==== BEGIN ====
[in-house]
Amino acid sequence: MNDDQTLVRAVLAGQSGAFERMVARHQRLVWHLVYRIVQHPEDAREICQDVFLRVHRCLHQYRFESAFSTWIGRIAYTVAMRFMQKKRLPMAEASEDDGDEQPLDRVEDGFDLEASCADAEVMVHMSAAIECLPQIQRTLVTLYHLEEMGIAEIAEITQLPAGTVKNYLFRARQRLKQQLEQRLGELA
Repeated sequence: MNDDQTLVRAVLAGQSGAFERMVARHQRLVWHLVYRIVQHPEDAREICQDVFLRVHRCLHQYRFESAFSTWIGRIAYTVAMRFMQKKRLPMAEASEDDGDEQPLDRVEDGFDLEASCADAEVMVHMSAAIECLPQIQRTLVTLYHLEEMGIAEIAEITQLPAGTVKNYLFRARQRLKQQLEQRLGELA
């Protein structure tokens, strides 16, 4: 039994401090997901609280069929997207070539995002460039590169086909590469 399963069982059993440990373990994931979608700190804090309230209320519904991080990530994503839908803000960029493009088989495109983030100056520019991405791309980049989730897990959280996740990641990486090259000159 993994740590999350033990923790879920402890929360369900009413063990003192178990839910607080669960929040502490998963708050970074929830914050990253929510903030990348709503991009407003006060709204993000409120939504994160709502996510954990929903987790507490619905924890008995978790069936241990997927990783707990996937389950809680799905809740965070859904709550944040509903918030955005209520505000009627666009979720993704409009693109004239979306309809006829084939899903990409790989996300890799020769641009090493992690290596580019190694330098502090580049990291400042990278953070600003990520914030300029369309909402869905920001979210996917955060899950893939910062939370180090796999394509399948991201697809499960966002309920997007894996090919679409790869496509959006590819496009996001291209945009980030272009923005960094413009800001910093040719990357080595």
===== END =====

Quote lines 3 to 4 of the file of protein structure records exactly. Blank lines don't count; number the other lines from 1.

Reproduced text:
Repeated sequence: MNDDQTLVRAVLAGQSGAFERMVARHQRLVWHLVYRIVQHPEDAREICQDVFLRVHRCLHQYRFESAFSTWIGRIAYTVAMRFMQKKRLPMAEASEDDGDEQPLDRVEDGFDLEASCADAEVMVHMSAAIECLPQIQRTLVTLYHLEEMGIAEIAEITQLPAGTVKNYLFRARQRLKQQLEQRLGELA
């Protein structure tokens, strides 16, 4: 039994401090997901609280069929997207070539995002460039590169086909590469 399963069982059993440990373990994931979608700190804090309230209320519904991080990530994503839908803000960029493009088989495109983030100056520019991405791309980049989730897990959280996740990641990486090259000159 993994740590999350033990923790879920402890929360369900009413063990003192178990839910607080669960929040502490998963708050970074929830914050990253929510903030990348709503991009407003006060709204993000409120939504994160709502996510954990929903987790507490619905924890008995978790069936241990997927990783707990996937389950809680799905809740965070859904709550944040509903918030955005209520505000009627666009979720993704409009693109004239979306309809006829084939899903990409790989996300890799020769641009090493992690290596580019190694330098502090580049990291400042990278953070600003990520914030300029369309909402869905920001979210996917955060899950893939910062939370180090796999394509399948991201697809499960966002309920997007894996090919679409790869496509959006590819496009996001291209945009980030272009923005960094413009800001910093040719990357080595």